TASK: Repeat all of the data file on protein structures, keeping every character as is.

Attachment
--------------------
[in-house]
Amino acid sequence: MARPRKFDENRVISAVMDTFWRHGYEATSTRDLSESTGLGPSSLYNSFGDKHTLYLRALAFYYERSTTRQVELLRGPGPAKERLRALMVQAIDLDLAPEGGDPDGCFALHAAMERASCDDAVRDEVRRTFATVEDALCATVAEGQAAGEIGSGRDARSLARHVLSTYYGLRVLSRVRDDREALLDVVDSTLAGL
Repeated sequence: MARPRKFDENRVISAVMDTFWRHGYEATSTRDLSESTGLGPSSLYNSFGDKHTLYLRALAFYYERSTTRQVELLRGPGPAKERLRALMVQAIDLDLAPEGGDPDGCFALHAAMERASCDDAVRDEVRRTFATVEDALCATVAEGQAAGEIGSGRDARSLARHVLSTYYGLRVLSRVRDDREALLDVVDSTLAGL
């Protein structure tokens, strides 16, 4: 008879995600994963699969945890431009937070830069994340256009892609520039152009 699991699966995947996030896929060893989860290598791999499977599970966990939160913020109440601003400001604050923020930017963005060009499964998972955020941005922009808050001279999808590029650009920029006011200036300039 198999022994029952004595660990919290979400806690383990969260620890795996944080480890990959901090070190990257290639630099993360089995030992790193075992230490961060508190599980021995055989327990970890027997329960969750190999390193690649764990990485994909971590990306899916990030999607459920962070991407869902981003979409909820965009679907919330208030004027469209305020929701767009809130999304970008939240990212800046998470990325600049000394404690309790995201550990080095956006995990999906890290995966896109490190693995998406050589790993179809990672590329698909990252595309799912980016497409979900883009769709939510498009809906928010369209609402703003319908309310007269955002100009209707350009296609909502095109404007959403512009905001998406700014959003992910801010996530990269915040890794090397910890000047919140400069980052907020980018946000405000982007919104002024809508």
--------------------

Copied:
[in-house]
Amino acid sequence: MARPRKFDENRVISAVMDTFWRHGYEATSTRDLSESTGLGPSSLYNSFGDKHTLYLRALAFYYERSTTRQVELLRGPGPAKERLRALMVQAIDLDLAPEGGDPDGCFALHAAMERASCDDAVRDEVRRTFATVEDALCATVAEGQAAGEIGSGRDARSLARHVLSTYYGLRVLSRVRDDREALLDVVDSTLAGL
Repeated sequence: MARPRKFDENRVISAVMDTFWRHGYEATSTRDLSESTGLGPSSLYNSFGDKHTLYLRALAFYYERSTTRQVELLRGPGPAKERLRALMVQAIDLDLAPEGGDPDGCFALHAAMERASCDDAVRDEVRRTFATVEDALCATVAEGQAAGEIGSGRDARSLARHVLSTYYGLRVLSRVRDDREALLDVVDSTLAGL
């Protein structure tokens, strides 16, 4: 008879995600994963699969945890431009937070830069994340256009892609520039152009 699991699966995947996030896929060893989860290598791999499977599970966990939160913020109440601003400001604050923020930017963005060009499964998972955020941005922009808050001279999808590029650009920029006011200036300039 198999022994029952004595660990919290979400806690383990969260620890795996944080480890990959901090070190990257290639630099993360089995030992790193075992230490961060508190599980021995055989327990970890027997329960969750190999390193690649764990990485994909971590990306899916990030999607459920962070991407869902981003979409909820965009679907919330208030004027469209305020929701767009809130999304970008939240990212800046998470990325600049000394404690309790995201550990080095956006995990999906890290995966896109490190693995998406050589790993179809990672590329698909990252595309799912980016497409979900883009769709939510498009809906928010369209609402703003319908309310007269955002100009209707350009296609909502095109404007959403512009905001998406700014959003992910801010996530990269915040890794090397910890000047919140400069980052907020980018946000405000982007919104002024809508």